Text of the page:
Although the term 'plant-based diet' has been on the rise for some time, that doesn't mean everyone knows exactly what it means.Often perceived as being part of veganism and frequently misunderstood, its entry into the wellness world's vernacular isn't exactly new, with many doctors and dietitians having long advocated for the style of eating.So, to better understand exactly what makes up a plant-based diet, we consulted Sydney-based accredited practising dietitian and nutritionist Marika Day, for all the ins-and-outs. Keep scrolling to learn more.Main image via @romeestrijdWhat Is A Plant-Based Diet?
"A plant-based diet is one that is made up predominantly of plants," Day told BAZAAR.
"Many people get it confused with a plant-only diet, which would be a vegan diet. A plant-based diet or a plant-centric diet is one that includes mostly plants but smaller amounts of animal products."
It's important to note that although some people incorrectly use the terms interchangeably, most consider veganism to be underpinned by the belief that animals should not harmed or exploited for human consumption, while plant-based eating isn't built upon an ideology.
According to a vast amount of research, plant-based diets offer a number of positive health outcomes.
"Plants have numerous health benefits, from antioxidants to dietary fibre and so much more, so a plant-based diet is great for us," Day explained.
"A plant-based diet is much more environmentally sustainable than a diet which contains large amounts of animal products," Day said.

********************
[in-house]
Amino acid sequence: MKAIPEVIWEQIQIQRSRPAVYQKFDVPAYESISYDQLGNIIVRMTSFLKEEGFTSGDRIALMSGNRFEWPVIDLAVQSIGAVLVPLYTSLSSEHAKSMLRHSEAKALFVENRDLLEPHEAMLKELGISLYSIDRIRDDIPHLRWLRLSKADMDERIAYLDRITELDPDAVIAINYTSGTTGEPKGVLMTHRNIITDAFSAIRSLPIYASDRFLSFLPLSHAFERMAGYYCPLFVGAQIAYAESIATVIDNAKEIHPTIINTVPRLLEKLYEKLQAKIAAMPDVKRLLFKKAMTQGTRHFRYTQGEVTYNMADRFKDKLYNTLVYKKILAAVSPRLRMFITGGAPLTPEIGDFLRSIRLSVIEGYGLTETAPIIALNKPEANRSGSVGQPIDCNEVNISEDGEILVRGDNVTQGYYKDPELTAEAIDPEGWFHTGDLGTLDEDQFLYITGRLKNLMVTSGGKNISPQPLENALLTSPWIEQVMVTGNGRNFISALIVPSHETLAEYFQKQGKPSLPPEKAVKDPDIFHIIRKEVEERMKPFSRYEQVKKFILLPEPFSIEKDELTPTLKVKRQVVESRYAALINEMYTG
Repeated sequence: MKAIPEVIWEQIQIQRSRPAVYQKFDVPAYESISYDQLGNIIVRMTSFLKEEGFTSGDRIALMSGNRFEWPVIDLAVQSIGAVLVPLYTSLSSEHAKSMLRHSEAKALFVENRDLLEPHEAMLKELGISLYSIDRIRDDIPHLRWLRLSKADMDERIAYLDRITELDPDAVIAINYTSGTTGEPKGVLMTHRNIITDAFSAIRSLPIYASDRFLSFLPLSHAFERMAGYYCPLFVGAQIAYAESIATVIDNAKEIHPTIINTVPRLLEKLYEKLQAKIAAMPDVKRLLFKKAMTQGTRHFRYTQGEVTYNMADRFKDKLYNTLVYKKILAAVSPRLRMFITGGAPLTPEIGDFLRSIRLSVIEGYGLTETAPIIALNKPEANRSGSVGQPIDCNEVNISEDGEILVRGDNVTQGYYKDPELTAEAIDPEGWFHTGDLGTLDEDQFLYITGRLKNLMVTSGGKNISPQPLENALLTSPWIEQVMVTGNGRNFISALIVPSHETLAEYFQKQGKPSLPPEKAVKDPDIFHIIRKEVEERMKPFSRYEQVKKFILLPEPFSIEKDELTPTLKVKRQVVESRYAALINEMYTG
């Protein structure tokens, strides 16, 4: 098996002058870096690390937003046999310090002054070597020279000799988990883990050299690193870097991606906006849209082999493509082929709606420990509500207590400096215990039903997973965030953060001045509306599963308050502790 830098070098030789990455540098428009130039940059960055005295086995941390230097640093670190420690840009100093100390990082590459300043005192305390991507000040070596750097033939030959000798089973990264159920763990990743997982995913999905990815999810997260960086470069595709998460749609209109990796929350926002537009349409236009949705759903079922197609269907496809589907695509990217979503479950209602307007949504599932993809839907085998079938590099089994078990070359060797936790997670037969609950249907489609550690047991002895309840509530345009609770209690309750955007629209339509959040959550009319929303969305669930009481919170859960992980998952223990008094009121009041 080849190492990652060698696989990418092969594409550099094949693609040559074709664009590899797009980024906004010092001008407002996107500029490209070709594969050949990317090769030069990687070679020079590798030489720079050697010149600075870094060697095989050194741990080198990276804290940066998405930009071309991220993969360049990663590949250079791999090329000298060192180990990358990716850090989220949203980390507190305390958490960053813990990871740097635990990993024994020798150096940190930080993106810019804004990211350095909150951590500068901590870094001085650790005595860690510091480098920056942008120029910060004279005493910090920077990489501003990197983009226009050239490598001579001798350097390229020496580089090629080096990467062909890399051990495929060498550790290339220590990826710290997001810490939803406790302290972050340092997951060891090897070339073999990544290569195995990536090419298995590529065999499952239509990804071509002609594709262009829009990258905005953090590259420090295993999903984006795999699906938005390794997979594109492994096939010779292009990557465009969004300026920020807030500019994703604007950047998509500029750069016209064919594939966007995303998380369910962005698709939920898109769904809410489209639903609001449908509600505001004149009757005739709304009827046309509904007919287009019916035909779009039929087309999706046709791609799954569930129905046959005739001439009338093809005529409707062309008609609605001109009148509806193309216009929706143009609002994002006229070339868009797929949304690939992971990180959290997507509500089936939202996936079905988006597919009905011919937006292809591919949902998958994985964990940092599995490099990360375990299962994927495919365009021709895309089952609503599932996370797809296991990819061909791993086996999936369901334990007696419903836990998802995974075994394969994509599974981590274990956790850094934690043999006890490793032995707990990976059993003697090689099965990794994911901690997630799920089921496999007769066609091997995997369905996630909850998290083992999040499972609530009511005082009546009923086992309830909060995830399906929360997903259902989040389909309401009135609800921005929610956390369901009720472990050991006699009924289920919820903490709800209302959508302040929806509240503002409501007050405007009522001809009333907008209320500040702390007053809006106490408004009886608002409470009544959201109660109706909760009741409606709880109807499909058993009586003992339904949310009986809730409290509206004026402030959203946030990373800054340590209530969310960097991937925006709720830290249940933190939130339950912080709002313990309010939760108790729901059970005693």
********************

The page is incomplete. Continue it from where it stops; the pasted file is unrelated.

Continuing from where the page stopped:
"By having less meat or animal products, we are reducing our greenhouse gas emissions, and we can't have healthy humans if we don't have a healthy planet, too."
Although there are no concrete restrictions as to exactly how much animal-derived foods you can consume on a plant-based diet, the key is to remember that your overall diet should be comprised largely of plants.
"There is no firm definition of what a plant-based diet is with regards to how much animal product would push you 'over'," Day said.
"My suggestion is to look at what you eat in a day, or even just one meal. [Ask yourself] 'What proportion of that meal is from an animal vs. plants?', then work on improving that ratio to bump up the plant portion."
From an environmental perspective, even the smallest changes can make a difference, Day emphasised.
"A little bit goes a long way when it comes to our health and the environment. I think it is so important to remember we don't have to be perfect. Small swaps or small reductions in animal products on a global scale make a big difference," she said.
"Our best dietary sources of plant protein can be found in foods like tofu, tempeh, lentils, beans, chickpeas, quinoa, and in smaller amounts in other grains, nuts and seeds," said Day.
If you're interested in moving towards a plant-based diet, it's a good idea to assess how much animal-based product you are consuming before making any changes, Day expressed.
"My suggestion would be to think about how much animal product you are having at the moment, then come up with one to two simple things you could do to increase your plant intake and reduce animal-based products.
"For example, it might be as simple as having one meat-free meal a week, or swapping out half the mince in a dish for lentils, or having a smaller serving of meat with your veggies. Don't over-complicate it, start where you are and make small but meaningful changes."